RE: YOUR FACEBOOK ACCOUNT (this is the one people seem to really struggle with) Here is the biggest thing to understand, as a job seeker or potential candidate, even a current employee “we” see what you let “us” see! WOW, crazy isn’t it! I don’t want to see any interrogating or compromising pics or posts from any of my friends let alone someone I don’t know; it honestly makes me uncomfortable. If you have an issue with an employer, your grandmother or anyone else seeing you sloppy drunk then use your security settings to block us, we aren’t friends, so that should be easy, as far as grandma you will have a few extra steps to take.
Recruiters and Business owners please note that there are unwritten guidelines and ethics we use as guiding principles in all of our recruiting and sourcing efforts, this is no exception. The laws are detailed and vary based on the use of social media in recruiting be sure that you are staying on top of them or reaching out to a professional when you are unsure of proper protocol.


Views: 772

Comment by Doug Munro on October 25, 2011 at 10:21am

I find one of the issues, with Facebook in particular, is that people still may not be savvy about how their online presence may influence the image they project of themselves. I think it's likely that many of the potentially sketchy things one might find on someone's profile are innocent in nature, at least as far as they know. This extends to the point you make about what their friends/associates might be posting. None of us is likely to police everything that appears on our profile, though we should. Your points are well taken with regard to the sorts of connections to peers and groups we might hope to find on a candidate's pages, but even there I suspect many aren't SM-savvy enough at this point to understand that value. I find Social Media an extraordinary frontier and a growing component of my own recruiting model, but I'm concerned with soft vetting through it.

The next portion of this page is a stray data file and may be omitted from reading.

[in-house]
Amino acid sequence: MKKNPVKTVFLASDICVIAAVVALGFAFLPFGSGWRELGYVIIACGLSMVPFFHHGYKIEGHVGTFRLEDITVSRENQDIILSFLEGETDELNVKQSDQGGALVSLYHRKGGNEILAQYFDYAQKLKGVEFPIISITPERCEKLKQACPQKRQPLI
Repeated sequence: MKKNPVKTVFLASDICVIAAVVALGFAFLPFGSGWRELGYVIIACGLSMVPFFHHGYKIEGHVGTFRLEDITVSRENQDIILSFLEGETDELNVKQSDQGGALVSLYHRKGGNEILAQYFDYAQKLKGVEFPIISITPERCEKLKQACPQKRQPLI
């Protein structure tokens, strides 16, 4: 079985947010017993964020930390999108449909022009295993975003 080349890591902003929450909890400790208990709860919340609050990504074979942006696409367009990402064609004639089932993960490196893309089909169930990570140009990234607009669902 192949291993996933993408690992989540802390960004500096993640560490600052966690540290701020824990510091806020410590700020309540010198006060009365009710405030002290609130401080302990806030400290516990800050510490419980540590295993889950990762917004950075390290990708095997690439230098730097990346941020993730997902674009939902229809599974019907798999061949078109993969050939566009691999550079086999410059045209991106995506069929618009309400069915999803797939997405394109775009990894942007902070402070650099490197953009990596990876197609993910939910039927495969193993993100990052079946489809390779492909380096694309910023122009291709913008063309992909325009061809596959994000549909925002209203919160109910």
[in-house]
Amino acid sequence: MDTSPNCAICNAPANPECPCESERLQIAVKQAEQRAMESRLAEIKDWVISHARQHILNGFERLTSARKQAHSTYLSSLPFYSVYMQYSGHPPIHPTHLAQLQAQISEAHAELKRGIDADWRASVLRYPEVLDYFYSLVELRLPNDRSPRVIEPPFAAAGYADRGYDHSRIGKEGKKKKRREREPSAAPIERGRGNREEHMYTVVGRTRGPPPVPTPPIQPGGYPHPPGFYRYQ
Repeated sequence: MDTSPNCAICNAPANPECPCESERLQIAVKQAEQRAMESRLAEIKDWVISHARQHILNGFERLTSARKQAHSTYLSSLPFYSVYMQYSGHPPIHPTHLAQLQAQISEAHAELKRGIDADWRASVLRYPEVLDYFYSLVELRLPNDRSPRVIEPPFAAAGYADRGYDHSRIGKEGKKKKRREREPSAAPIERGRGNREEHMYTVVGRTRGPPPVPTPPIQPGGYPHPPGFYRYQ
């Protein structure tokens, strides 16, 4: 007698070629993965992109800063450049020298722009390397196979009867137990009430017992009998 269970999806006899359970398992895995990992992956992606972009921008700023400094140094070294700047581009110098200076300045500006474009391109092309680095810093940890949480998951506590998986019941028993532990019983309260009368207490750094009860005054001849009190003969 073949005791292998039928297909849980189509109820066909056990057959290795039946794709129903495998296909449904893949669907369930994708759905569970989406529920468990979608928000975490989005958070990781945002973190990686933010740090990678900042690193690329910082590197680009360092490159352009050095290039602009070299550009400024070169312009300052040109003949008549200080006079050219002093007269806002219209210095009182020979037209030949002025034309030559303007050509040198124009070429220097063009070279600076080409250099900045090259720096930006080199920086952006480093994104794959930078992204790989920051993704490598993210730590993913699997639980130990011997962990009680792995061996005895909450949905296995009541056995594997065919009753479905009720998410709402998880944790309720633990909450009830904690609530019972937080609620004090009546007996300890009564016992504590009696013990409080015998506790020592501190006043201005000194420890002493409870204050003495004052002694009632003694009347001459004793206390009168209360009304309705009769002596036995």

Comment by Danielle Powers on October 25, 2011 at 10:52am

Great points Doug, I agree that most people don't know about how recruiters search to find candidates, even on the job boards. I have done a number of talks and posts surrounding how we as recruiters search through there resumes just like they would search on Google and most are shocked. I never take for granted what appears as common sense to me is common sense to others (especially as it relates to recruiting/sourcing). 

It is a daunting task and many times not as rewarding as we might hope, managing and creating an online presence but as technology continues and grows it is becoming mandatory for just about everyone. 

Comment by Doug Munro on October 25, 2011 at 10:57am

Spot on, Danielle. I worry sometimes that in my effort to expand both my presence and my knowledge I let some some things slip through the cracks personally. I'm reminded to be careful when I speak with folks in my arena, those with high-level clearances, many of whom have been discouraged from participating in the online community at all. As they move into the contractor workforce they are ill-prepared to cope with it. As you so accurately point out, this technology isn't going away - it's only growing - and everyone will need to be savvy.